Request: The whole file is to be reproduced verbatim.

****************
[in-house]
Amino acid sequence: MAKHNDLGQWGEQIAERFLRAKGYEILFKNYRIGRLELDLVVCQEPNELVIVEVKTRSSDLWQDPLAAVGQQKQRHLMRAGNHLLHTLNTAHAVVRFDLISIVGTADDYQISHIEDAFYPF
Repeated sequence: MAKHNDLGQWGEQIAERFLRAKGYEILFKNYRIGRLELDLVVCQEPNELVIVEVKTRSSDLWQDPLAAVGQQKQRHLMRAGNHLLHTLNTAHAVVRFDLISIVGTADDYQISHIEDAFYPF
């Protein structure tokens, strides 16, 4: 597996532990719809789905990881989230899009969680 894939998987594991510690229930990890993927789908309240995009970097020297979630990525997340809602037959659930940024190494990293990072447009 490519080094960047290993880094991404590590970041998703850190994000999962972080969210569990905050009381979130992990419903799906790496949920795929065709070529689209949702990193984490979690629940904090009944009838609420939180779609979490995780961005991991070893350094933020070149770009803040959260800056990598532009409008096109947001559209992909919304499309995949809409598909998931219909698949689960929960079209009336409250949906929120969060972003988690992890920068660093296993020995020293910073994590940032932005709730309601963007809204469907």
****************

[in-house]
Amino acid sequence: MAKHNDLGQWGEQIAERFLRAKGYEILFKNYRIGRLELDLVVCQEPNELVIVEVKTRSSDLWQDPLAAVGQQKQRHLMRAGNHLLHTLNTAHAVVRFDLISIVGTADDYQISHIEDAFYPF
Repeated sequence: MAKHNDLGQWGEQIAERFLRAKGYEILFKNYRIGRLELDLVVCQEPNELVIVEVKTRSSDLWQDPLAAVGQQKQRHLMRAGNHLLHTLNTAHAVVRFDLISIVGTADDYQISHIEDAFYPF
């Protein structure tokens, strides 16, 4: 597996532990719809789905990881989230899009969680 894939998987594991510690229930990890993927789908309240995009970097020297979630990525997340809602037959659930940024190494990293990072447009 490519080094960047290993880094991404590590970041998703850190994000999962972080969210569990905050009381979130992990419903799906790496949920795929065709070529689209949702990193984490979690629940904090009944009838609420939180779609979490995780961005991991070893350094933020070149770009803040959260800056990598532009409008096109947001559209992909919304499309995949809409598909998931219909698949689960929960079209009336409250949906929120969060972003988690992890920068660093296993020995020293910073994590940032932005709730309601963007809204469907």